By Marivir R. Montebon
New York – In more ways than one, the COVID19 pandemic in the tiny but populous city of Cebu in the Philippines have brought out the grit and bayanihan (community spirit) of its people. The crisis too has confirmed the nagging need to boost local agriculture and strengthen good governance more than ever.
In this time of unprecedented need, we see the likes of innovative leadership in Evelyn Nacario-Castro and her group called ImPACT (Ideas to Mobilize People to take Action in the Community Together) stepping up, along with the thousands who voluntarily pull their time and resources together, in what is locally called bayanihan.
Cebu is home to an estimated 5 million people on 1,908.78 sq.m. of land. About a million of Cebuanos live in the capital Cebu City, the oldest city of the country and the bastion of Catholicism in Asia. The premiere place for commerce, tourism, education, and the media in central and southern Philippines is reeling with the contagion. It is tailing Manila as having the most number of COVID19 cases, and with a notable rising rate of infections.
Nacario-Castro, a development practitioner with more than 20 years of engagement in sustainable development, is leading efforts in mobilizing people and resources to address different needs in relation to COVID19.
One innovation which ImPACT, where Nacario-Castro is president, is creating is a smart way of linking upland farming communities with that of the needy urban poor residents.
Called One Gift for Two Families, it made a sensible connection between rural and urban families by purchasing produce from small and medium-sized farmers and rationing these to thousands of urban poor dwellers.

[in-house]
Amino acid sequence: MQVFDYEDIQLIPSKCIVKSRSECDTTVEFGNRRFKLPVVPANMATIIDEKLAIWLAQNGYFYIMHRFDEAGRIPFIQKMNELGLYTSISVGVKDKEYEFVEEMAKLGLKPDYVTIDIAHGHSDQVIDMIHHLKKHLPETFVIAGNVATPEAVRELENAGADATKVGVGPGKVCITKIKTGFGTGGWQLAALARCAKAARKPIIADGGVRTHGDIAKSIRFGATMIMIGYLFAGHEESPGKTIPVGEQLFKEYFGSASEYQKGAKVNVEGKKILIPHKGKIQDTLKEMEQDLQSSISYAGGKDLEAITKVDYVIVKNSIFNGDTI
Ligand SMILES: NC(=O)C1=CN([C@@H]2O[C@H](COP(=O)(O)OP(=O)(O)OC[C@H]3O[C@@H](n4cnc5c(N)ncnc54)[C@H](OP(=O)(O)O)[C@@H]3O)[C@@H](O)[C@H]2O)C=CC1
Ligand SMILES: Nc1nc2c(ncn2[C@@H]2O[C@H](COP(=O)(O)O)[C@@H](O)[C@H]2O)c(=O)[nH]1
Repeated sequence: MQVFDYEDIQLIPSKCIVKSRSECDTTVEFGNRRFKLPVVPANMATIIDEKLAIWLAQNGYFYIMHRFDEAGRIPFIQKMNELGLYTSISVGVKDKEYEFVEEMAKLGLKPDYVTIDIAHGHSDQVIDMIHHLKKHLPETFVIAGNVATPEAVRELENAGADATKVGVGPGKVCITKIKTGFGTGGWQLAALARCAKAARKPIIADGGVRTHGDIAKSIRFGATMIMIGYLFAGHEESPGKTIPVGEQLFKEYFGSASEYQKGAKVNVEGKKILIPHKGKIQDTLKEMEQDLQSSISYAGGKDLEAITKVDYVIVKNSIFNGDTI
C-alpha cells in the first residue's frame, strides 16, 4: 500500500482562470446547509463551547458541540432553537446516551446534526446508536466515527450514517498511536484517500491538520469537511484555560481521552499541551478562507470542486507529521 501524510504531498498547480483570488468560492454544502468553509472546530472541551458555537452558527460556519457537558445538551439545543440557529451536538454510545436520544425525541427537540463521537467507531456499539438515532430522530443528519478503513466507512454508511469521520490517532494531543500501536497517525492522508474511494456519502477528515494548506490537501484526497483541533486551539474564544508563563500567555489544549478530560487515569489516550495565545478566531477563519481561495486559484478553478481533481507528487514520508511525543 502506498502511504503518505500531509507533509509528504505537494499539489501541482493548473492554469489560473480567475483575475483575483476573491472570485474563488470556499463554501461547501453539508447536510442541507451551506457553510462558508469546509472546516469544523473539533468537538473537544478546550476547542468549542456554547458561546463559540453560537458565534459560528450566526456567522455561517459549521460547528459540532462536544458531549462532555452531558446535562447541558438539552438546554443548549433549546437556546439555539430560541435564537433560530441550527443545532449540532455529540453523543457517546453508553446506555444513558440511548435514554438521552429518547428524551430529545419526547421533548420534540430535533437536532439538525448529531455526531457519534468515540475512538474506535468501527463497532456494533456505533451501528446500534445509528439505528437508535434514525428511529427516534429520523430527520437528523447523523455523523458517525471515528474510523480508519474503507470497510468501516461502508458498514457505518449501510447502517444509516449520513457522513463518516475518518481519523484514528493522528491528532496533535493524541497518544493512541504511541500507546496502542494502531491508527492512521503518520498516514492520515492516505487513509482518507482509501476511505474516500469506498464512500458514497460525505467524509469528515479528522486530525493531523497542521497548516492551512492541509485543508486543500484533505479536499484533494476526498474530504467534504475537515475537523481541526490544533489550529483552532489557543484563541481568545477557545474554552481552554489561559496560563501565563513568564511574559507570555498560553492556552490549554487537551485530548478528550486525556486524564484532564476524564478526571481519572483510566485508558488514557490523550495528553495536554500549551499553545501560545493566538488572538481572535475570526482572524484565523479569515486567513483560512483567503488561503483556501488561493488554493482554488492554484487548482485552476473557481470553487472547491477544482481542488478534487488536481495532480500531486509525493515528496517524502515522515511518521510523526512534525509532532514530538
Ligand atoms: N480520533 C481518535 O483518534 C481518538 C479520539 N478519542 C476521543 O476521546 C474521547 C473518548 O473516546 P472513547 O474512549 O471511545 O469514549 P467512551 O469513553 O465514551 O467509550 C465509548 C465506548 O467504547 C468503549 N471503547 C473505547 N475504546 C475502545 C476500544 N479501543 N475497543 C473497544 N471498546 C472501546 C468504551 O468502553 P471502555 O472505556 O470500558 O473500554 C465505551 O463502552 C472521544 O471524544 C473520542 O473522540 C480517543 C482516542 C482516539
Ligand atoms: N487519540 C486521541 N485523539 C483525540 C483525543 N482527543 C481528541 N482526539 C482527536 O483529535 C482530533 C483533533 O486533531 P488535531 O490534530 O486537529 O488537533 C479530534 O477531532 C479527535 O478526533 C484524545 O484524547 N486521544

In this approach, Nacario-Castro has shown what boosting local agriculture could mean to those in the urban centers who are reeling in this health crisis, or at any regular tough day, just to have food on the table.
Nacario-Castro has worked on the broad fields of environment and natural resources management, integrated conservation, youth development, education, community and social development, urban and rural development, citizenship, leadership and governance. The COVID19, has naturally, brought out the leader in her.
Her education: a degree in Marine Biology, Environmental and International Development, as well Leadership and Governance has made her widely knowledgeable in the field of science and government administration. For the past 20 years, Nacario-Castro have been well connected with the public sector (government: legislative, executive, local, regional; and academic) and the private sector (non-profit, for profit and research) and with linkages at the national and international levels ─ and thus able to understand and consider various perspectives.
Her experiences, expertise, education and exposure are useful in providing thorough analysis and deeper insight into local situations. Nacario-Castro who is also a consultant of government and private organizations sees that the contagion is meant for us all to be better persons and leaders.
Excerpts of our interview:
OSM!: You are into resource mobilization. How is it going right now in terms of the constant need for PPE and the level of donations you have received? Is it adequate already? Or is it still on critical / crisis levels?
NACC: ImPACT was one of the first groups who immediately called for help for frontliners in the health sector. We have direct information from frontliners on the need for PPE and other support – noting their hospital’s or group’s level of preparedness and the increasing number of admissions.
Our calls for help were not limited to Cebu’s needs, but covered the need for PPE of other cities and provinces in the Visayas and Mindanao. Our approach was for people to send in-kind donations to hospitals and groups and the response was overwhelming.